After filling up at the aid station, about halfway through the loop, I set off to negotiate the return trip. It begins with a stretch of uphill known as the Red House Flume. Because was a flume, it’s an extremely moderate hill, and I was able to run it at a steady pace.
I chatted a bit with some men behind me wearing Team Diablo shirts. Eventually one of them said, “Hey, just flick your elbow if you’re getting tired.”
“Huh?” came my brilliant response.
“You know,” he explained, “if you need someone else to take the lead. You’re pulling the peleton here!”
I glanced back, and sure enough, there was a string of men down the trail, running behind me. Obviously it’s not the same thing as in bike racing, but still, sometimes setting the pace holds a certain amount of pressure. In this case though, I loved being the engine on the train of men up the hill.“I’m great; I think this is fun!” I replied, and up the hill we went.
Running up the flume. (It doesn't even look uphill, does it? See, the Red House Loop isn't all bad!)
On my second visit to Tunnel Creek, Michelline tried to tease me about not running the 100 this year. I enthusiastically called myself a wimp for only running the 50M, and I had no regrets about it! I’m glad she expects more of me though.
The Tunnel Creek Aid Station.
At this point, the 50M course diverges from the 50K. I set off on the 9 mile out-and-back (for a total of 18 miles) to
As I sang along in my head, I passed Carol Rewick, who had soundly beaten me two years ago at the Helen Klein 50M. We exchanged hellos, and she said she’d try to stay with me, so I encouraged her to do so. It wasn’t long though before she disappeared somewhere behind me.
Eventually I began to see the 100 mile leaders heading back towards Tunnel Creek. This is one of the things I enjoy about this section—we get to see so many of the other runners out on the trail. I recognized eventual winner Erik Skaden, who was in about 4th at that point, and Sean Lang, running strong.
I could tell I was within about a mile of the aid station when the trail became forested, flattened out and widened. It was fortunately at about this time that I apparently decided to stop paying attention to what I was doing, trip over absolutely nothing, and go flying through the air. I say “fortunately” because there are many, much worse places that I could have landed. Like, say, with my head against a rock for instance. Instead, I went skidding along the trail gathering a collection of road rash and dirt along the left side of my body. Not pretty, but ultimately not that bad. It was also at this time that I gave profuse thanks for my hand-held bottles. My hands would have been shredded if not for their protection. I did wonder about my camera though, which, residing in the pocket of one bottle, certainly took the brunt of the crash.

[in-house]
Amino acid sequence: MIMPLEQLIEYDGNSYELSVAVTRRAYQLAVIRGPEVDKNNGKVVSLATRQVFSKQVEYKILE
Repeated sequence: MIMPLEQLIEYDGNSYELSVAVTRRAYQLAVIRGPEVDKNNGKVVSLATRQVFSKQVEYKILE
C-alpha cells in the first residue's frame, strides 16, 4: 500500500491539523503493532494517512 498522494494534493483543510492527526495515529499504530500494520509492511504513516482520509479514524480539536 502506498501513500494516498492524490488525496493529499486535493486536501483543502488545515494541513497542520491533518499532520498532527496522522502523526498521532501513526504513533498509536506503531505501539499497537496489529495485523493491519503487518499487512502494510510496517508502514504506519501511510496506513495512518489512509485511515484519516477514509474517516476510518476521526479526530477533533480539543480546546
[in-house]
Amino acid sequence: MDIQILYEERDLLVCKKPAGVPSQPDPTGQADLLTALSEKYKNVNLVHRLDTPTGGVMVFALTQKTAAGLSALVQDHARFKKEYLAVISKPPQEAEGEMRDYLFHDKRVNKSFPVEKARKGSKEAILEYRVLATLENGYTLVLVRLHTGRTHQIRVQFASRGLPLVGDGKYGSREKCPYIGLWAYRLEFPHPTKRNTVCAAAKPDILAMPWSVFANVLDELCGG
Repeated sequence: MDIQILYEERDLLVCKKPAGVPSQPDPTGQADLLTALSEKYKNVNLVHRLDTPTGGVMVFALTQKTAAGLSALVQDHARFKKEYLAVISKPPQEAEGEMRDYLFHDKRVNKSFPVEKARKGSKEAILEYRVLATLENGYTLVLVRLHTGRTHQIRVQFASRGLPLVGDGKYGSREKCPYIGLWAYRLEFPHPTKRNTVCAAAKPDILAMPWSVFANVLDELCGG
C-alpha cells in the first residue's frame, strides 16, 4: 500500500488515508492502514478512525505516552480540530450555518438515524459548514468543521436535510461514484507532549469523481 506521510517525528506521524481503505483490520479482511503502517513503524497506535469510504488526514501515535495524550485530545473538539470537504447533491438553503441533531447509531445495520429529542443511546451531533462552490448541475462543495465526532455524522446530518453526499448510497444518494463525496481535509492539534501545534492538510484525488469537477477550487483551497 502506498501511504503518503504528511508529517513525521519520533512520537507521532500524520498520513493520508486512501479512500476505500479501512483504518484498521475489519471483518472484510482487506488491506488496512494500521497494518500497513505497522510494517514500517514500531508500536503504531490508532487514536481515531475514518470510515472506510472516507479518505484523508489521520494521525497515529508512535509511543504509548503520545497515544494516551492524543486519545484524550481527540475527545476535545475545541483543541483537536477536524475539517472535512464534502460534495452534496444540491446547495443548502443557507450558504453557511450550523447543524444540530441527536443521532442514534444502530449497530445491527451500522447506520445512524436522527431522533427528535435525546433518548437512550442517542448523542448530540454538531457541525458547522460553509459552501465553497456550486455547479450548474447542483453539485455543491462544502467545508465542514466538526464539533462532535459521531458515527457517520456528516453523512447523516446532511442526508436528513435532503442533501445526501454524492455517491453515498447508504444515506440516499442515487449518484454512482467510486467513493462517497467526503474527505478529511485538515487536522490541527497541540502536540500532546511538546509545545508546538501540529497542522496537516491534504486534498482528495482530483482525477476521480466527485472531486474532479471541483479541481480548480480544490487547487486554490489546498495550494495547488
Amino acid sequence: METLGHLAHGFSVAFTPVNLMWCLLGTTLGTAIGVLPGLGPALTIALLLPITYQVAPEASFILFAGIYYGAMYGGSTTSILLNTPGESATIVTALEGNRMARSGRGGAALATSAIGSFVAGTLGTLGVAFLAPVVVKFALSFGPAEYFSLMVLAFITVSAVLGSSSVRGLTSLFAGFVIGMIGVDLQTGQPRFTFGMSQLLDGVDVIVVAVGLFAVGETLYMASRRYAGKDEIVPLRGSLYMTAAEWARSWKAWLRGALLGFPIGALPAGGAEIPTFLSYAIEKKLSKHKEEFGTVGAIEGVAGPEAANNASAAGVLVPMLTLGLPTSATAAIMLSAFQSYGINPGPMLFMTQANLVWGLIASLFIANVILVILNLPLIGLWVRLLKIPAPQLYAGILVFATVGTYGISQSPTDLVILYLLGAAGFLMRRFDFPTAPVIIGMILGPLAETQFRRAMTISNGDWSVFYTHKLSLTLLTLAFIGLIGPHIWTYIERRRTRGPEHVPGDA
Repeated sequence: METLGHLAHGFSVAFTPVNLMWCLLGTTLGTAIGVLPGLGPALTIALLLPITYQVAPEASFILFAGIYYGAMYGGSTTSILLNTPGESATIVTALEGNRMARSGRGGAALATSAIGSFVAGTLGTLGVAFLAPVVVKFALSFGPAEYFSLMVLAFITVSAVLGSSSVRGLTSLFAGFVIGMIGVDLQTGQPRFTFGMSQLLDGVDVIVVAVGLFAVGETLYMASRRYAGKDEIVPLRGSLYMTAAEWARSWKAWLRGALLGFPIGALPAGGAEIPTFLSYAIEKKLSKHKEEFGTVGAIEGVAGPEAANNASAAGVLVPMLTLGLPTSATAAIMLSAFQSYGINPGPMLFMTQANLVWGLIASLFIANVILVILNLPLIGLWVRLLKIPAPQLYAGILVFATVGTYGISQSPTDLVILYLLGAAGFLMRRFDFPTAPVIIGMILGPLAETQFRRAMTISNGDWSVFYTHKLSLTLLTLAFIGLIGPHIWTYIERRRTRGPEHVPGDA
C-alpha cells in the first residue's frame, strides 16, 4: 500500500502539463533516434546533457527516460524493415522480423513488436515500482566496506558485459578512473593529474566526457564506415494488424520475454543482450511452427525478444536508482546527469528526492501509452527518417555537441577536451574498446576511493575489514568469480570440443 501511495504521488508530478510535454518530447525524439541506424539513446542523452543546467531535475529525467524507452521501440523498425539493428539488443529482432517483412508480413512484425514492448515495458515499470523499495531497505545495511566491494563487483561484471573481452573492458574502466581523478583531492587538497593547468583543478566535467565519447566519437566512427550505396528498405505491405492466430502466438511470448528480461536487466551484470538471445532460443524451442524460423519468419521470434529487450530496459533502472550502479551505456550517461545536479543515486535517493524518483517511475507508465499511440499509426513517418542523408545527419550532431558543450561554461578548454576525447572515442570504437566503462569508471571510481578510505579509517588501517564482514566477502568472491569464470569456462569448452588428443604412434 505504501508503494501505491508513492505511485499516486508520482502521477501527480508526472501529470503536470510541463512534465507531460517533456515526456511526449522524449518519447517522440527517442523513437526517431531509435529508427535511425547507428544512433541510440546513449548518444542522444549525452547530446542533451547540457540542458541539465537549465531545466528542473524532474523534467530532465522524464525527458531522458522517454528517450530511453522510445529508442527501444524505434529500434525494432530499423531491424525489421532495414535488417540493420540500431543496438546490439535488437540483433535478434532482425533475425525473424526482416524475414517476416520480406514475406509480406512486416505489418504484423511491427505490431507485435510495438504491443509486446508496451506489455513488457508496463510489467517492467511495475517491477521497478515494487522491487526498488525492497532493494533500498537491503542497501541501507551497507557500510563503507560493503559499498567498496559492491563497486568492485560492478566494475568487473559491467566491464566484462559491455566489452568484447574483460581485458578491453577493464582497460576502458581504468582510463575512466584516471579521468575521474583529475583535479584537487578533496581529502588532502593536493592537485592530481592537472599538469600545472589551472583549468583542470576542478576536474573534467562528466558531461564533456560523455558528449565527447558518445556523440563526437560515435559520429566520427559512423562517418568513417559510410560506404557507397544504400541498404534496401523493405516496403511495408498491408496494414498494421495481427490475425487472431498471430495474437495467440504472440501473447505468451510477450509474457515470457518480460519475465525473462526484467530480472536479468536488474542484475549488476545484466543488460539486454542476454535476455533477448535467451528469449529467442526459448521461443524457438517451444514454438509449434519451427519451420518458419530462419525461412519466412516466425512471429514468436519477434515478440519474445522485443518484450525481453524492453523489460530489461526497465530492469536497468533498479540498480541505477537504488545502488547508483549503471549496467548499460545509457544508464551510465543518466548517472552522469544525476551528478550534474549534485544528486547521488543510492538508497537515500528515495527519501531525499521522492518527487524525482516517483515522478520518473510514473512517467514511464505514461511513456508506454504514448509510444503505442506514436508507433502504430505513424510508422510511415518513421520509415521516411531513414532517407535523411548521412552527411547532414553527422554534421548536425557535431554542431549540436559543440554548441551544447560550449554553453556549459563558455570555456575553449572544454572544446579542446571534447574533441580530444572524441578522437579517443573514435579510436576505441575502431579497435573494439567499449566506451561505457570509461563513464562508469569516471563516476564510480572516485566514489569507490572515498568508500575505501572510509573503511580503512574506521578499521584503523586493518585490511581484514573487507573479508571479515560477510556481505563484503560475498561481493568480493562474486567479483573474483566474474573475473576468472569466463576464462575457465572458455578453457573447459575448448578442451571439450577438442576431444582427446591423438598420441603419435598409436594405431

I rinsed off at a creek, more concerned about the fact that I was completely filthy than the blood oozing down my leg. It was shortly after this that I saw the first woman in the 50 mile race. I didn’t recognize her, but I guessed I was still 10 minutes out from the aid station, giving her probably a 25 minute lead over me. I decided catching her wasn’t worth worrying about too much at this point, (halfway) but I was curious how many more women I would see before reaching the turnaround.
My visit to the
The circus at Mt. Rose
As I dashed back in, I heard the volunteer checking in runners say to her helper, “Didn’t she already come through?”
“Forgot something!” I yelled over my shoulder, feeling like a prize idiot, as every spectator watched in confusion.
I grabbed my bandanna full of ice and a couple of PBJ’s off the table, and scurried back out.
“I’m leaving for good this time, I promise!” I told the volunteer.
Well, that was a complete disaster, but I felt better once I got back on the trail. It wasn’t long before I saw Turi, heading the other way, and he told me I was in fourth place. I figured I must have miscounted, but I wasn’t overly concerned.
Across the meadow. (Photo courtesy of Turi Becker)
I was just past the halfway point of the race, and it was here that I had planned to pick things up a bit. I knew the next 9 miles were rolling, but with plenty of runnable downhill. The 8.5 miles from Tunnel Creek to
The trail heading back towards Tunnel Creek
I saw a number of friends heading the other way, including Catherine and Nico. It wasn’t long before I came up behind Kelly Rigdway. She must have been the 3rd woman I hadn’t seen. I met her at last year’s Auburn Trails 50K, where she kicked my butt. I love Mark Tanaka’s photo caption of her from his report on last year’s TRT: “Kelly Ridgway—50 is the new 30.” She’s pretty badass.
I enjoyed moving well along the trail, which offers stunning views on both sides of the ridge. I decided to check the damage to my camera, and found it shockingly unscathed. (The screen had already been broken by my husband on a climbing trip, so I didn’t have to take the blame for that one!)
By the time I reached Tunnel Creek for the last time, the splits had washed off my bottle completely. It didn’t matter, because I knew I was well ahead of 10:30 pace. Some quick math told me I might even make ten hours.